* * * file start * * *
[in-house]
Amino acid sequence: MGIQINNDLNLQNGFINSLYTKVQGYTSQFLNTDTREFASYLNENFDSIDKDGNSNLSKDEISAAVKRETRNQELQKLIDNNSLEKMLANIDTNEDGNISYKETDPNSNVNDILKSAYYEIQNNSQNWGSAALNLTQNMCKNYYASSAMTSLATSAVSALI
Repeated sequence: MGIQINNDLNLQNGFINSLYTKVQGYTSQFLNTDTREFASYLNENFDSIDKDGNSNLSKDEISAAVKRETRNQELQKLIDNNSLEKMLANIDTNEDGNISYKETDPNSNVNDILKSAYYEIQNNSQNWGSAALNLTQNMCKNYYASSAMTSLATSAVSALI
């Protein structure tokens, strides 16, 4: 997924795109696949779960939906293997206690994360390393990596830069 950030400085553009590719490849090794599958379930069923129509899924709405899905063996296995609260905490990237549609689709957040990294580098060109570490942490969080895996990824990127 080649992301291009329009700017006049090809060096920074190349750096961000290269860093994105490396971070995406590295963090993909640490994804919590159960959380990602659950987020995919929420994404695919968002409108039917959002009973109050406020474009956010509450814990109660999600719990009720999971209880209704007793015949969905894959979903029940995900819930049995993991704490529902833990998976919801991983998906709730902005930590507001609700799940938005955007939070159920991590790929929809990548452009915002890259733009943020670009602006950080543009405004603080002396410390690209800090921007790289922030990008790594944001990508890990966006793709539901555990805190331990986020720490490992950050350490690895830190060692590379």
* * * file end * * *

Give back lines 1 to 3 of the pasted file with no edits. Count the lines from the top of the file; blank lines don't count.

[in-house]
Amino acid sequence: MGIQINNDLNLQNGFINSLYTKVQGYTSQFLNTDTREFASYLNENFDSIDKDGNSNLSKDEISAAVKRETRNQELQKLIDNNSLEKMLANIDTNEDGNISYKETDPNSNVNDILKSAYYEIQNNSQNWGSAALNLTQNMCKNYYASSAMTSLATSAVSALI
Repeated sequence: MGIQINNDLNLQNGFINSLYTKVQGYTSQFLNTDTREFASYLNENFDSIDKDGNSNLSKDEISAAVKRETRNQELQKLIDNNSLEKMLANIDTNEDGNISYKETDPNSNVNDILKSAYYEIQNNSQNWGSAALNLTQNMCKNYYASSAMTSLATSAVSALI